During the liberation of Evora in 1165, the folk hero Geraldo the Fearless is said to have hidden his famous sword on the grounds of this estate.
Nearly 900 years later, history is still tangible at the country B&B situated on one of the most beautiful of the numerous farms that dot the fertile plains around Evora. The well-kept grounds include, among other things, a swimming pool. Each of the 5 bedrooms was decorated with loving care. Evora is just a 5-minute drive away.
This ancient city is located in the eastern Algarve, just a few kilometres from the Spanish border. However, it is not facing the sea, but the Rio Gilão, which forms a lagoon here before it flows into the Atlantic.
Despite their long history, in which Phoenicians, Carthaginians, Romans and Moors followed each other, there are hardly any buildings older than 250 years. The devastating earthquake of Lisbon in 1755 had also hit Tavira hard. Today, the cityscape is as uniform as it is picturesque. The beautiful sandy beaches in front of the city are still relatively unpopulated, which is probably due to the fact that until today there are hardly any bigger hotels in the area.
In Portugal, “pousada” is the term for historic buildings that have been converted into hotels. They are usually more stylish than the more functionally-designed tourist hotels.
The Pousada of Tavira is located on a hill overlooking the town at the site of a former 16th century monastery for Augustinian hermits. After the earthquake of 1755, a baroque building was constructed in its place that now houses 36 rooms for hotel guests. A swimming pool with sun deck is located at the site of the former monastery garden and is still surrounded by the same centuries-old walls. The restaurant offers regional dishes influenced by the area's nearness to the ocean.
Location: Lisbon Airport (Shuttle Service)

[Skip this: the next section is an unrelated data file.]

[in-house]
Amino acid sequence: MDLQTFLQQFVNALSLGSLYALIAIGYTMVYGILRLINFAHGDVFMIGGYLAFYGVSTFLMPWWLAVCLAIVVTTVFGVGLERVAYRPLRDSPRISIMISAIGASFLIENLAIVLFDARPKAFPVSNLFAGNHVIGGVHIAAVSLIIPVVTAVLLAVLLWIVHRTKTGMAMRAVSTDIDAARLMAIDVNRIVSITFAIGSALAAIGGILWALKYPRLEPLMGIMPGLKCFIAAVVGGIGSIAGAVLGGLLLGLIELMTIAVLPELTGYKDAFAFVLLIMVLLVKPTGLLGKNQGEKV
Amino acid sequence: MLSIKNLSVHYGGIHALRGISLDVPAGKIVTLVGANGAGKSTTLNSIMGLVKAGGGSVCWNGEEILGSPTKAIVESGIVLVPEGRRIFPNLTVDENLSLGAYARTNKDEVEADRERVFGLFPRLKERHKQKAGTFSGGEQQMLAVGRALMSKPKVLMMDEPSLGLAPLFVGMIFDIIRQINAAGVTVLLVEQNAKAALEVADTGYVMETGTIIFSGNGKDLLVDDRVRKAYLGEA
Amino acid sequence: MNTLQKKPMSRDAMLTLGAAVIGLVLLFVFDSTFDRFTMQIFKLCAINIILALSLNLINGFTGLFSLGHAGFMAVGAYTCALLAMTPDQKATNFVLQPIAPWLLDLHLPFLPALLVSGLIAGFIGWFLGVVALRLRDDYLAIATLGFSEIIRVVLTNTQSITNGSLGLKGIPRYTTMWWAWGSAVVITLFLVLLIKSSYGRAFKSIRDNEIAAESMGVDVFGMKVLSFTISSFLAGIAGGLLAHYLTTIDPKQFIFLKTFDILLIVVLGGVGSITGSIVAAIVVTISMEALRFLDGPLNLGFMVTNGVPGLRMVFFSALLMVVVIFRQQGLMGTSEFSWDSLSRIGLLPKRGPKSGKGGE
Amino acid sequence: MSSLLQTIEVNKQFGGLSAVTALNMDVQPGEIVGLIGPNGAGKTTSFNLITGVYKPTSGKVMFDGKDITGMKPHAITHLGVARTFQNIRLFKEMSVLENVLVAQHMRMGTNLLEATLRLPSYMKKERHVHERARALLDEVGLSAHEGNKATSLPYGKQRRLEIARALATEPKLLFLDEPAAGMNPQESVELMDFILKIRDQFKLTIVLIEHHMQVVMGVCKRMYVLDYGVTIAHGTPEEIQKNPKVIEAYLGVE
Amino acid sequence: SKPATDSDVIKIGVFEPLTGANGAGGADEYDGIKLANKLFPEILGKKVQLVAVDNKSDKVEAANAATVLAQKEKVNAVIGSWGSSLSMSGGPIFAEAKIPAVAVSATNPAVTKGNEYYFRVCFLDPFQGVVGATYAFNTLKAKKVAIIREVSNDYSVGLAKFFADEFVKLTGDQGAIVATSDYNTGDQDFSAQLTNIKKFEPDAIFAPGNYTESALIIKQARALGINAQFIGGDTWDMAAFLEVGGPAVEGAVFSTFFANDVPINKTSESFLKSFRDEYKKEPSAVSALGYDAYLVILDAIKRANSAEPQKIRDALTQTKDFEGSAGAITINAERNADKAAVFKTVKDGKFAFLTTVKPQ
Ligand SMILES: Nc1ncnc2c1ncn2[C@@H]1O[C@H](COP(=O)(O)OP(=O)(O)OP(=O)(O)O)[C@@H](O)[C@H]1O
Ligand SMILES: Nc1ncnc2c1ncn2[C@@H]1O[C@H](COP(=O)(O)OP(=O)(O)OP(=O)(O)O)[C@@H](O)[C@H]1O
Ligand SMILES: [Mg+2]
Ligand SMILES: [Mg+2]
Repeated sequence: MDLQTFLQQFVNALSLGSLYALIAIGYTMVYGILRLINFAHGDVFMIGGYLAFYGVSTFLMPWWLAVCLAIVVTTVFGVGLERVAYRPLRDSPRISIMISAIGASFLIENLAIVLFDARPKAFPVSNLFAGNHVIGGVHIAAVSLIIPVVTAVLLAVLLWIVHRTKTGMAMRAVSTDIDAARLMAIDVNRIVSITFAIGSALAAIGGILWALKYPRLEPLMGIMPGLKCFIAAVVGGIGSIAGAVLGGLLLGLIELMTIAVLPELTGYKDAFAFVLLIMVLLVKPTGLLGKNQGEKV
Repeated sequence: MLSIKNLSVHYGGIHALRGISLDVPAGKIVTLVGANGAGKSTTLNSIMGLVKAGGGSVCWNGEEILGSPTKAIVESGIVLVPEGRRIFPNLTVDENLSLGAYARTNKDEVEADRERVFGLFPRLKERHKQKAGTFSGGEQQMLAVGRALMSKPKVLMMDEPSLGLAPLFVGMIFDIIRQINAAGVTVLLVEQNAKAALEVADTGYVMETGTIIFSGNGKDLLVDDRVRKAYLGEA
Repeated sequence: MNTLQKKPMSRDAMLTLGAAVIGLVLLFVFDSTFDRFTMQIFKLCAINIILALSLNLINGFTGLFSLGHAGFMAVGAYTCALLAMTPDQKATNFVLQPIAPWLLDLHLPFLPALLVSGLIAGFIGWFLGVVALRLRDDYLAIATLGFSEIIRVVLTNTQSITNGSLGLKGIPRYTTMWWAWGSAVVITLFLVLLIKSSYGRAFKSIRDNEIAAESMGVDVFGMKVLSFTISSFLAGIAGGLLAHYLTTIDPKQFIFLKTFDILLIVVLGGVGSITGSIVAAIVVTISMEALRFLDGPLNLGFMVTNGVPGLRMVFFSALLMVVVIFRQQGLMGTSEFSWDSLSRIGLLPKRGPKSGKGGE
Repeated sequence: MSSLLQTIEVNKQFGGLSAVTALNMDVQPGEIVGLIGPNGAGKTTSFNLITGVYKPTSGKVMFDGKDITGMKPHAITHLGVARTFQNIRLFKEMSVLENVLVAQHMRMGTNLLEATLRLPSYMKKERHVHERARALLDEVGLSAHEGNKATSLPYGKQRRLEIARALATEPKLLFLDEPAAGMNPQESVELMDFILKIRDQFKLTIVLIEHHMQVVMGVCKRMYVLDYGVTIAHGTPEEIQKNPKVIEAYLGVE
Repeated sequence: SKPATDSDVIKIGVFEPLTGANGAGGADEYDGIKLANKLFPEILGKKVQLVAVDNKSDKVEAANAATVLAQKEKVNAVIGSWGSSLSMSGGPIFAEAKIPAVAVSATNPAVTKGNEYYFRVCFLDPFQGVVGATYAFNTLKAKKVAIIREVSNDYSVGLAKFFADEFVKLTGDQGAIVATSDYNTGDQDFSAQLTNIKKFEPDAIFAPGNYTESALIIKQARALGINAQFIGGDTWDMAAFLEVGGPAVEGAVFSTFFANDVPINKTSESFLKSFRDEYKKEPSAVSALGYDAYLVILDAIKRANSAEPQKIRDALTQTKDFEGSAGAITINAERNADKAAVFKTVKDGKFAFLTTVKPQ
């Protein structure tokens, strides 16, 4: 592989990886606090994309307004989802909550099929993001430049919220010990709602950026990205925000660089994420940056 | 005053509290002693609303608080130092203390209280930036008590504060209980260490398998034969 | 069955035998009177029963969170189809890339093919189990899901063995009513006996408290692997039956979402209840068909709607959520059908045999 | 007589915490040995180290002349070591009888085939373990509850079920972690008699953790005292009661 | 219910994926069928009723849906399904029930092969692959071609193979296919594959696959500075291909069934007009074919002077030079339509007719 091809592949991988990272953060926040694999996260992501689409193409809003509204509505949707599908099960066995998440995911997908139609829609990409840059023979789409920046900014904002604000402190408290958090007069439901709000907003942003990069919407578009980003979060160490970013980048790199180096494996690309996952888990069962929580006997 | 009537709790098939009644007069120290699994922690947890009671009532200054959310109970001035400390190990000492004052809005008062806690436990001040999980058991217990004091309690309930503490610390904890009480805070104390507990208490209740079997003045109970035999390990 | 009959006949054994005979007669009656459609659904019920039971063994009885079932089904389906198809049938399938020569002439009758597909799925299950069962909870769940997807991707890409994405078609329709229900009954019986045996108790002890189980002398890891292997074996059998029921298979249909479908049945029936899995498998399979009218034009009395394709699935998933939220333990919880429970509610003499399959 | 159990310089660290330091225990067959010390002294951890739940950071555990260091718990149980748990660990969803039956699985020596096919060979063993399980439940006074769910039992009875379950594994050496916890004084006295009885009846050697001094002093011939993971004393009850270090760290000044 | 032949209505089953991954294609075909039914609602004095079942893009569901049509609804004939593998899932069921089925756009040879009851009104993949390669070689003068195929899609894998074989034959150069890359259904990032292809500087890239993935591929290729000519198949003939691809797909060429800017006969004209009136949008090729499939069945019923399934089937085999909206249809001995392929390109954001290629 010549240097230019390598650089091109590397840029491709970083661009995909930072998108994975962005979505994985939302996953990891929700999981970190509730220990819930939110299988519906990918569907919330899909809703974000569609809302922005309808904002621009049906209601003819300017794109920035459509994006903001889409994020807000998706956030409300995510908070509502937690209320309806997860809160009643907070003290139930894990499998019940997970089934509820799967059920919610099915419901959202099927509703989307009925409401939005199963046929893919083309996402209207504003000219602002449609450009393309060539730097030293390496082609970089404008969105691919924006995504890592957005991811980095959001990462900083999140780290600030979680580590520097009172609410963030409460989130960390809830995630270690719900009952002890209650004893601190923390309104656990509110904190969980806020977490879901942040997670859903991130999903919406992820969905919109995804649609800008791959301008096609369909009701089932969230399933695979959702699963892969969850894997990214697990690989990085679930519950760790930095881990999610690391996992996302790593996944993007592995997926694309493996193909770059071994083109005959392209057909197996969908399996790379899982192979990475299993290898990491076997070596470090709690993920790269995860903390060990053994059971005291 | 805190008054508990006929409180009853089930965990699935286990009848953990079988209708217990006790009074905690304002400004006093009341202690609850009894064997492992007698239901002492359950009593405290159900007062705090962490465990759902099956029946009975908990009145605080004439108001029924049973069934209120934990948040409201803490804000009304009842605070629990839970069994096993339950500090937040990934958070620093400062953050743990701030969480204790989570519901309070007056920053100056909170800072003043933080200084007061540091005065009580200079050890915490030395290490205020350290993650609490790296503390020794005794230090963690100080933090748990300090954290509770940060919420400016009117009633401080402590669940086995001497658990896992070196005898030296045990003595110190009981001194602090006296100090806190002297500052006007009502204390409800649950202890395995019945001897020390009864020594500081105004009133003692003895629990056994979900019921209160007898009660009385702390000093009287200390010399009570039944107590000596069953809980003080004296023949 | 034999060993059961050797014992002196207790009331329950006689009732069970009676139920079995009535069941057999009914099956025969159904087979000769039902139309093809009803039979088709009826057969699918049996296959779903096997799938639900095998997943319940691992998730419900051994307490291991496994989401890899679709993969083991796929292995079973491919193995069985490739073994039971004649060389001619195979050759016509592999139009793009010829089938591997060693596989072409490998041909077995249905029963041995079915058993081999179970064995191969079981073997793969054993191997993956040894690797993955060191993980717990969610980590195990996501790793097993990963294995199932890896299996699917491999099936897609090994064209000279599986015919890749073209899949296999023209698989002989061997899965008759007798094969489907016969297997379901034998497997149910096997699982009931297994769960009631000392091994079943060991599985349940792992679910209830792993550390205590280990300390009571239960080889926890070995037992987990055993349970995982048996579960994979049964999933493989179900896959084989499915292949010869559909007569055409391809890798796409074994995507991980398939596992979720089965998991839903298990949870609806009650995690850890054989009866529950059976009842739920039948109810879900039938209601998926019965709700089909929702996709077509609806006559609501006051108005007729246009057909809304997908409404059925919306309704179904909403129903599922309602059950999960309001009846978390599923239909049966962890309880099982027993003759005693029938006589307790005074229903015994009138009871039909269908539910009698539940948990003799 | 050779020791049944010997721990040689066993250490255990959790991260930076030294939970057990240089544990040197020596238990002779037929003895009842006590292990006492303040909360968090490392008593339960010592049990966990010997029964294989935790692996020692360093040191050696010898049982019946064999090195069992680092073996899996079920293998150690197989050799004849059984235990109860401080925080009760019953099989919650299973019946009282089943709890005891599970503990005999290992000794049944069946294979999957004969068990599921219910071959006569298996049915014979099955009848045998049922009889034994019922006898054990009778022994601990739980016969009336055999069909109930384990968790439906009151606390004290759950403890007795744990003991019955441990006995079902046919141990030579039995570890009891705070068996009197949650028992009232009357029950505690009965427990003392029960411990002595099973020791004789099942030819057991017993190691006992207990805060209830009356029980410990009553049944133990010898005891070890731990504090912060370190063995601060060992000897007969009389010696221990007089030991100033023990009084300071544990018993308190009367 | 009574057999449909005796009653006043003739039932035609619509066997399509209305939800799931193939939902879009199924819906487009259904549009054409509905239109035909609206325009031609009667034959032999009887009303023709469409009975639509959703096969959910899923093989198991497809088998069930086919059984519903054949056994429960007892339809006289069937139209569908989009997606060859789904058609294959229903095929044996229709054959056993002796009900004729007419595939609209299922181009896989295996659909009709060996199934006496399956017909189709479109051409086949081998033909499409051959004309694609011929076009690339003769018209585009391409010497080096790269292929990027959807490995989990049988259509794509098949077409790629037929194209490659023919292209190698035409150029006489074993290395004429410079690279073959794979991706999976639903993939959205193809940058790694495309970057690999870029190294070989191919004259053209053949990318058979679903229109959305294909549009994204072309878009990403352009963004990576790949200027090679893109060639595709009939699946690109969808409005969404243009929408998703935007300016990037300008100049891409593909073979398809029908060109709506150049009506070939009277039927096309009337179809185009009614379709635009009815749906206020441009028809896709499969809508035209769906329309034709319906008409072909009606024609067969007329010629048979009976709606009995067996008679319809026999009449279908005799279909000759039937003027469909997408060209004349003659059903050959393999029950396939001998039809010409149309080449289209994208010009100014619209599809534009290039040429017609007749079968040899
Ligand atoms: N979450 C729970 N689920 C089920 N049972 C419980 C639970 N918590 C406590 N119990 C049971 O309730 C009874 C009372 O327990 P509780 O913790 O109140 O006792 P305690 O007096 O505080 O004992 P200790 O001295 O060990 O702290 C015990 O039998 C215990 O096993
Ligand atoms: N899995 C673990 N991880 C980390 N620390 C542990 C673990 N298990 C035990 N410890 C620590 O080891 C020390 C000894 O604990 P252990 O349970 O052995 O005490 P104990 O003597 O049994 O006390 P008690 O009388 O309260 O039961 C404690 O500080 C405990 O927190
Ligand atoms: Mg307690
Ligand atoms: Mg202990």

The city at the mouth of the Tejo was already a Phoenician port when the Romans conquered it. After the turmoil of mass migration and more than one hundred years of Visigoth rule, “Lischbuna” experienced a cultural heyday among the Moors and became the Portuguese royal residence under King Alfonso in 1260.
With the great discoveries of the 15th century, Lisbon became one of the richest cities in Europe. The heyday of the city was abruptly ended by a terrible earthquake in 1755, which killed over 90,000 people. Although it was generously rebuilt, Portugal's capital never regained its former importance and did not become a modern metropolis until the late 20th century.
The cityscape is characterised by great differences in altitude with magnificent vantage points, often with terraces. Oldest district is the picturesque Alfama east of the cathedral with narrow stairways, hidden backyards and idyllic squares.
The Solar do Castelo stands where 800 years ago the kitchens of the Alcáçova Castle were located. After the earthquake of 1755, the building, which lies within the castle walls, was rebuilt and finally converted into a unique boutique hotel in 2001.
The two-story complex with a mansard roof surrounds a cosy courtyard and is enclosed by a garden. Medieval and modern elements stand in an exciting harmony.
During the private tour through the old town of Lisbon, you determine the pace and course yourself. The start is always in the Baixa Pombalina, the part of the city that was rebuilt after the great earthquake of 1755. Then we go to the oldest part of town, the Alfama, which was the only one that survived the earthquake. On a hill, we reach a “Miradouro”, as one calls the viewing points above the old town and the river.
Afterwards there are two possibilities, which can be discussed with the guide:
1. The visit of the Mouraria, the former Moorish quarter.
2. A trip to Belém: Take the tram (approx. EUR 5 – 7 per person) to the district where the great expeditions of the 15th and 16th centuries began. You will visit the Mosteiro dos Jerónimos (closed on Mondays), a masterpiece of the Manueline style, a Portuguese variant of the late Gothic.
The tour ends at the Torre de Belém or the Monument to the Navigators.